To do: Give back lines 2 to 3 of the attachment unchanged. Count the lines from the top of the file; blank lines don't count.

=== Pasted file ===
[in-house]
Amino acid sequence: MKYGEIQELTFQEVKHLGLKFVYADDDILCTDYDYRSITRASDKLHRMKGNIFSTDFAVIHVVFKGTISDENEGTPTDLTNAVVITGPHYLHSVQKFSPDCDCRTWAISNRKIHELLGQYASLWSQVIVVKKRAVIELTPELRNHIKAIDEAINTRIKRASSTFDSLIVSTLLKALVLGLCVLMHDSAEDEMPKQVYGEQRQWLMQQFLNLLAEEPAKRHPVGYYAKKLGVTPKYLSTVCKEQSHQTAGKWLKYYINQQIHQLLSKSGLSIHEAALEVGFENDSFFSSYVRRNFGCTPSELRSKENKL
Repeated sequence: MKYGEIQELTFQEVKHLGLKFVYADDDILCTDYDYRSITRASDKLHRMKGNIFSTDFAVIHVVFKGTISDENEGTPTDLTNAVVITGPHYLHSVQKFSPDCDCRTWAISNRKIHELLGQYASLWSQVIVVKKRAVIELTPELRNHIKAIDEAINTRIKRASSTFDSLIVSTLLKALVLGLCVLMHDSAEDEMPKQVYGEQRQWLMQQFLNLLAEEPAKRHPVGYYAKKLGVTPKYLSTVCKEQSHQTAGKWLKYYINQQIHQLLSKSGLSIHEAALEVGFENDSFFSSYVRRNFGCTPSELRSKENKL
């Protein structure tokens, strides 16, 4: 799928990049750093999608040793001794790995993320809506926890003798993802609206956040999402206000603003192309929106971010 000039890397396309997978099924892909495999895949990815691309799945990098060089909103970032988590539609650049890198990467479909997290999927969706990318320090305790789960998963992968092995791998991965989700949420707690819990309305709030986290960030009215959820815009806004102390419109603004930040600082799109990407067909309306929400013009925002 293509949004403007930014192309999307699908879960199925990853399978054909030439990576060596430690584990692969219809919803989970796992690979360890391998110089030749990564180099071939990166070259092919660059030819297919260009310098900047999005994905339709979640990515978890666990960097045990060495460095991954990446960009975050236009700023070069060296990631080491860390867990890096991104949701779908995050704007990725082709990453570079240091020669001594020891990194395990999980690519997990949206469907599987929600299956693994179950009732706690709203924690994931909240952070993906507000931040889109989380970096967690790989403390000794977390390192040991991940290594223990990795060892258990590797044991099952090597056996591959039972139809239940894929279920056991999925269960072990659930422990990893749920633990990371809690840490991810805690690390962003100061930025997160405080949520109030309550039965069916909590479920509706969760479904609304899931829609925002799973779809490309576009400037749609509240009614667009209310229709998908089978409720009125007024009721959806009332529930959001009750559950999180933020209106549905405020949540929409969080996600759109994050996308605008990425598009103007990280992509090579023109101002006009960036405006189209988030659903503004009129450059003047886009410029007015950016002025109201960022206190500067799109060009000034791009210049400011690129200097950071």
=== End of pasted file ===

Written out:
Amino acid sequence: MKYGEIQELTFQEVKHLGLKFVYADDDILCTDYDYRSITRASDKLHRMKGNIFSTDFAVIHVVFKGTISDENEGTPTDLTNAVVITGPHYLHSVQKFSPDCDCRTWAISNRKIHELLGQYASLWSQVIVVKKRAVIELTPELRNHIKAIDEAINTRIKRASSTFDSLIVSTLLKALVLGLCVLMHDSAEDEMPKQVYGEQRQWLMQQFLNLLAEEPAKRHPVGYYAKKLGVTPKYLSTVCKEQSHQTAGKWLKYYINQQIHQLLSKSGLSIHEAALEVGFENDSFFSSYVRRNFGCTPSELRSKENKL
Repeated sequence: MKYGEIQELTFQEVKHLGLKFVYADDDILCTDYDYRSITRASDKLHRMKGNIFSTDFAVIHVVFKGTISDENEGTPTDLTNAVVITGPHYLHSVQKFSPDCDCRTWAISNRKIHELLGQYASLWSQVIVVKKRAVIELTPELRNHIKAIDEAINTRIKRASSTFDSLIVSTLLKALVLGLCVLMHDSAEDEMPKQVYGEQRQWLMQQFLNLLAEEPAKRHPVGYYAKKLGVTPKYLSTVCKEQSHQTAGKWLKYYINQQIHQLLSKSGLSIHEAALEVGFENDSFFSSYVRRNFGCTPSELRSKENKL